Nobody exploded better. When George C. Scott detonated, the rafters shivered, the screen shook, the dust and feathers flew and strong men ducked for cover. No wonder he made such a wonderful general: He was a human bomb.
The actor, who died yesterday at 71 of an abdominal aneurysm, left a legacy of extraordinary performances, but it was the propulsion of his rage that drove the best of them. As Gen. George S. Patton, in "Patton," he seemed to win World War II on a private stock of dark fury. As Gen. Buck Turgidson in Stanley Kubrick's "Dr. Strangelove," he lost World War III on the same fuel. "This commie rat was taking pictures of the War Room!" he bellowed in a spasm of aggression, wrestling with a fat Russian on the ground as the world ended all around him.
Scott's rage lurked behind smart, dark eyes and a massive body that seemed to reek of strength. He had a haggard, beautifully bashed face that was muscular and grizzled at once, and wore its busted nose like a badge of honor. In most cases, you could feel his anger building slowly, ticking, the pressure mounting. He could hold the camera on sheer stillness alone as whatever infernal temperatures inside rose and rose.
Think of him as the coiled gambler Bert Gordon in his first great screen role in Robert Rossen's "The Hustler" in 1961. Bert is a cold student of human strength and weakness who knows the calculus of the soul extremely well. He's a spider king, a monster with a human face, a corrupter driven by greed. When at last his creation, Fast Eddie Felson (Paul Newman), finds the strength to leave him, there goes Bert: "You owe me money, Eddie!" he screams, and somehow the word "money" has never been filled with more horror.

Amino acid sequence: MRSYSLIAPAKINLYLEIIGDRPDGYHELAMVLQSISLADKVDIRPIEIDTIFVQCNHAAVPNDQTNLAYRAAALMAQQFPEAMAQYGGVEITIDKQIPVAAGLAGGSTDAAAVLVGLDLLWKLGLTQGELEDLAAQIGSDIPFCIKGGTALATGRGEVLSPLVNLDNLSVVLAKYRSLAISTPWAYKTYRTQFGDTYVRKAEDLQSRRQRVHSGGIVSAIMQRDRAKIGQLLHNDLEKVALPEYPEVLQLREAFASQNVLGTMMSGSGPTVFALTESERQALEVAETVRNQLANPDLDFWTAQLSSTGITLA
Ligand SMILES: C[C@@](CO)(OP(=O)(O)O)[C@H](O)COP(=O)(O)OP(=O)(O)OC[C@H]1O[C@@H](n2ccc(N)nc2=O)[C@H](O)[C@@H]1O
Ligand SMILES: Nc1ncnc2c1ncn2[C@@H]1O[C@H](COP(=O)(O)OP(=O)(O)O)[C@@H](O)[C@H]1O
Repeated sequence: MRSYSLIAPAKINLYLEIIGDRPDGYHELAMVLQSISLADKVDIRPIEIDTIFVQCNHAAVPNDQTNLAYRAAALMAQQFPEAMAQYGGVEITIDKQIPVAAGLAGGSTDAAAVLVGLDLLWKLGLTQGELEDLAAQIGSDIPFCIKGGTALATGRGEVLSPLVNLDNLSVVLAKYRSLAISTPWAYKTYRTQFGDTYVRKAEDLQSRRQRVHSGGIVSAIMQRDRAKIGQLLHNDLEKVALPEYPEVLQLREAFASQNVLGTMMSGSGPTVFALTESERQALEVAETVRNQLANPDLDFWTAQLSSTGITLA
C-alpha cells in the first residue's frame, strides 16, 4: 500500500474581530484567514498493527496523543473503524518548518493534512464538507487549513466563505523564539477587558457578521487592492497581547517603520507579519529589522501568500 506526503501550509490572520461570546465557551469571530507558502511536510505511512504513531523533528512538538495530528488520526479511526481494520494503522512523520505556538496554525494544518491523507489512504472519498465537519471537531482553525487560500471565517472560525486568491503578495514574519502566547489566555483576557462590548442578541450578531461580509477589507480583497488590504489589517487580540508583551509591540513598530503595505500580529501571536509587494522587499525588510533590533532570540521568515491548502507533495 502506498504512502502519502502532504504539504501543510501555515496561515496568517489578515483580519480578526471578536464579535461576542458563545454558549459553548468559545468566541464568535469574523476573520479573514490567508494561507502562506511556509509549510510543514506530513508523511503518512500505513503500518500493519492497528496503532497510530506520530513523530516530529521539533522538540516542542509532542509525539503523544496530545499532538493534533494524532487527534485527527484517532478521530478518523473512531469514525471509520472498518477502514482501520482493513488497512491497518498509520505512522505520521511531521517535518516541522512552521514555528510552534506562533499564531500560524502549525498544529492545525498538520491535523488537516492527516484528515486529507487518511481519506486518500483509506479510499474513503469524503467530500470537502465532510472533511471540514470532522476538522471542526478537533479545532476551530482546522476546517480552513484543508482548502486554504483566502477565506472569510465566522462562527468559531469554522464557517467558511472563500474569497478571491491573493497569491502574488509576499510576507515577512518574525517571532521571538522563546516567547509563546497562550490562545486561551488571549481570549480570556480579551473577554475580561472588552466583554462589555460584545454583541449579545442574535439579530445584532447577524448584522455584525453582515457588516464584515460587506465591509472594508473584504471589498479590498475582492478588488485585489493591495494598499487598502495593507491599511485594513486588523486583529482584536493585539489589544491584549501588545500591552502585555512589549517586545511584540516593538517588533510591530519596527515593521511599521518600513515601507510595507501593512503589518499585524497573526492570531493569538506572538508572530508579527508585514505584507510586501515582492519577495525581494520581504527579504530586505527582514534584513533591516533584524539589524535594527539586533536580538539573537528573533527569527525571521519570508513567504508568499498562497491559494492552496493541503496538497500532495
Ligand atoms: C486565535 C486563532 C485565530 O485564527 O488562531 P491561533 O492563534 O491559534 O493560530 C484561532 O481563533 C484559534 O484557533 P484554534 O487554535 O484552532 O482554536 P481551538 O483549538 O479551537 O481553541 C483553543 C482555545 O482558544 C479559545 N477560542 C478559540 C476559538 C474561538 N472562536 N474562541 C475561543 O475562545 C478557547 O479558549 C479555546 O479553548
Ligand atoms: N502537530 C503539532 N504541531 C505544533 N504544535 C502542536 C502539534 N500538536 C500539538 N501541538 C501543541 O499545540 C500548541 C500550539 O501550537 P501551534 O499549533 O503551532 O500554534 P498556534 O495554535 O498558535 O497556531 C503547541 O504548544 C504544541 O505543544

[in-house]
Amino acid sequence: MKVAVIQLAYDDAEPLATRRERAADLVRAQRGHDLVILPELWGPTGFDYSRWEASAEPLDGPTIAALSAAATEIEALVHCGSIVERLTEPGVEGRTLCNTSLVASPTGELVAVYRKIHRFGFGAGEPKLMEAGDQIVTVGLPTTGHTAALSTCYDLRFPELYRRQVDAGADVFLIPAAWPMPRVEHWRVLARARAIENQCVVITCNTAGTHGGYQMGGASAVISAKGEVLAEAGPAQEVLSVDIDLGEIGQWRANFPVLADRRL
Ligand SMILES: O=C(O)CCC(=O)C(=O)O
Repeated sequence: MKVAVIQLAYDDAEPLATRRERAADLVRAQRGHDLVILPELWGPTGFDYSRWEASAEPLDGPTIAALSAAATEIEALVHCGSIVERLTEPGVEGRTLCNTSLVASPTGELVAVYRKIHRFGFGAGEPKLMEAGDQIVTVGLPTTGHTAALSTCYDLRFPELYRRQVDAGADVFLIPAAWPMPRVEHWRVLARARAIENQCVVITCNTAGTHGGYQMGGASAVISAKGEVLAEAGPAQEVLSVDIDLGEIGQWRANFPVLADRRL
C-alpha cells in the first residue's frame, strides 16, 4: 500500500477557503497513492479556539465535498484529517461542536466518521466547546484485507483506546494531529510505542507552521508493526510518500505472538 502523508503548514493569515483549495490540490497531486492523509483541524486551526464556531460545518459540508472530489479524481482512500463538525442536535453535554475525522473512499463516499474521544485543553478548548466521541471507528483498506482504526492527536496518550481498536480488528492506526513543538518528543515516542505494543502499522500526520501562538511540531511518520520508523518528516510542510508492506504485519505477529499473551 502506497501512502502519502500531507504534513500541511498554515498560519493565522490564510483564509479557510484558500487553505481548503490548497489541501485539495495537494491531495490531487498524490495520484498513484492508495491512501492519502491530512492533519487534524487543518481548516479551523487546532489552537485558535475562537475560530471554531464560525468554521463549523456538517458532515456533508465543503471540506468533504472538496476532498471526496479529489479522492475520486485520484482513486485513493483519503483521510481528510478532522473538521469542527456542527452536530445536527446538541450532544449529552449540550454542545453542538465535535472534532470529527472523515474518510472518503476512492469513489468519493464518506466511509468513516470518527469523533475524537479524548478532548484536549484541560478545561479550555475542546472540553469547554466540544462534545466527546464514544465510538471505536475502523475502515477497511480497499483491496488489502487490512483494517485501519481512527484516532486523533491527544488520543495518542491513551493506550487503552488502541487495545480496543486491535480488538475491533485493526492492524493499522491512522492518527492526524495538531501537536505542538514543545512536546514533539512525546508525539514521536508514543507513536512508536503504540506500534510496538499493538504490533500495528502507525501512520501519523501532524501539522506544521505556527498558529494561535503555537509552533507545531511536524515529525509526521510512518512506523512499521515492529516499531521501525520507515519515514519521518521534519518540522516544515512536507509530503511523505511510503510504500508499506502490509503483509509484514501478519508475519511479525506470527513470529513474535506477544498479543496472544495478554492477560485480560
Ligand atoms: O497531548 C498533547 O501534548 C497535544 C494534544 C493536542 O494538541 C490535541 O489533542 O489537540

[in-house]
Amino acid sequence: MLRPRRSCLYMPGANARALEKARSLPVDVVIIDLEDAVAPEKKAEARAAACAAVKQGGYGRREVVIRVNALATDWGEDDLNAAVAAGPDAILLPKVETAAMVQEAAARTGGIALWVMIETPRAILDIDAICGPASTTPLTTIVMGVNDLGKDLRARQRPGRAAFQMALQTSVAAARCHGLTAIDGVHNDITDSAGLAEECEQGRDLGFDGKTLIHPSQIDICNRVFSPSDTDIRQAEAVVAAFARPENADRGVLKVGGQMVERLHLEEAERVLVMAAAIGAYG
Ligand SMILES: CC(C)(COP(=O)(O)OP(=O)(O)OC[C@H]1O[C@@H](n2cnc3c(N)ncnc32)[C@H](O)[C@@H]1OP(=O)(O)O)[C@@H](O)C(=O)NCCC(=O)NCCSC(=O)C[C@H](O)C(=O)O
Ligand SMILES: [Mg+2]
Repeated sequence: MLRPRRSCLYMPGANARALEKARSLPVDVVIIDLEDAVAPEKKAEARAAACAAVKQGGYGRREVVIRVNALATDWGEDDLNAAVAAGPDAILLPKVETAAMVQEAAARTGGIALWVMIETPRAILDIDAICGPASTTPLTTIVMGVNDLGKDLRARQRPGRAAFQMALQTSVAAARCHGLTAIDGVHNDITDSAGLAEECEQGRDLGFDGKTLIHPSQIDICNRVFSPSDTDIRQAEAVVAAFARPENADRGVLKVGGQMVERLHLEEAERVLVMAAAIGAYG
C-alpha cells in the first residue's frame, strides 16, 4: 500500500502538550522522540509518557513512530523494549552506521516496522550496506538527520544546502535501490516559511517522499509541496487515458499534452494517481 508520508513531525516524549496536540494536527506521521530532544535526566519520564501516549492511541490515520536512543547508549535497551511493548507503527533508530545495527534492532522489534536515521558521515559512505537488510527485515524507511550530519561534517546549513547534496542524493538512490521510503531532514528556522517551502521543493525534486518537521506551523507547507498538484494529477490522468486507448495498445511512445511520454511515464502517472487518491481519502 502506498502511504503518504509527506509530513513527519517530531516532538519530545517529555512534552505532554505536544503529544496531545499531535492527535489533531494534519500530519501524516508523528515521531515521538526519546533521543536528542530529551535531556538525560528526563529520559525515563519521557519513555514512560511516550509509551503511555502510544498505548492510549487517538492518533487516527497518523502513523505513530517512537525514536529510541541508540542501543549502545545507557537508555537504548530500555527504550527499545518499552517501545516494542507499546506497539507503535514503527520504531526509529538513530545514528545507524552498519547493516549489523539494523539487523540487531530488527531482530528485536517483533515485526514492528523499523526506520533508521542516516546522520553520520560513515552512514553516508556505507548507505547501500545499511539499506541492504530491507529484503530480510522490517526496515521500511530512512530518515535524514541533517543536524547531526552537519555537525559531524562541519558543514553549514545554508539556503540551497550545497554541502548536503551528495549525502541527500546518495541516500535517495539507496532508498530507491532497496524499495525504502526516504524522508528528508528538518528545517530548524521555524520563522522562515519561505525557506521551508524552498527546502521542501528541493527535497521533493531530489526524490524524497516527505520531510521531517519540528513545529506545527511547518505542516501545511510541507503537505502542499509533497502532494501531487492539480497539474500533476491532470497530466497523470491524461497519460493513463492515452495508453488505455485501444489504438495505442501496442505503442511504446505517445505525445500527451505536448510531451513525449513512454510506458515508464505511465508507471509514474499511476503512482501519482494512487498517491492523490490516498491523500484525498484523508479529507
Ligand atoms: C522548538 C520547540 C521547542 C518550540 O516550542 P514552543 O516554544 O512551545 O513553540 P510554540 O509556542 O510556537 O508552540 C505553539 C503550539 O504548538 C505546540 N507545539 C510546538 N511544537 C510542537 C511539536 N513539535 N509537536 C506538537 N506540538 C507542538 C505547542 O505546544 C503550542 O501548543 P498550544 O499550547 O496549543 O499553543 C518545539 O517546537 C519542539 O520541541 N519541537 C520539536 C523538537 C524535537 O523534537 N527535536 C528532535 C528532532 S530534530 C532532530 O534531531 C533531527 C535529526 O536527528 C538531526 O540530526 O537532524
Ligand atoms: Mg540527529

As a philandering doctor in Richard Lester's stunning 1968 "Petulia," he listens to the lament of his ex-wife (Shirley Knight), and it becomes clear that she represents everything that was compromised and banal in his life. This time the rage comes without buildup; it simply bursts from him as a force of nature--that is, a force of his nature--and then expresses itself in a plate of cookies he hurls at the wall before he turns and stomps out, having said all he had to say.
And most memorably, it came when Tim Considine's frightened GI begins to weep about the shells, the noise and the machine-gun fire in "Patton." As comprehension breaks over the general, his eyes widen with disgust and astonishment: "Why, you're nothing but a damn coward!" he explodes more forcefully than a German 88, his hand lashing out into a slap that almost ended a career.
The rage was evidently real. It certainly was evident in two of his most famous off-screen imbroglios: his refusal to accept the Best Actor Academy Award for "Patton" in 1971--he called the Oscars a "meat parade" and watched a hockey game in his upstate New York farmhouse during the telecast--and his attempt to make a film ("The Savage Is Loose," with his wife Trish Van Devere) that bypassed the studios' rigid control and distribution system.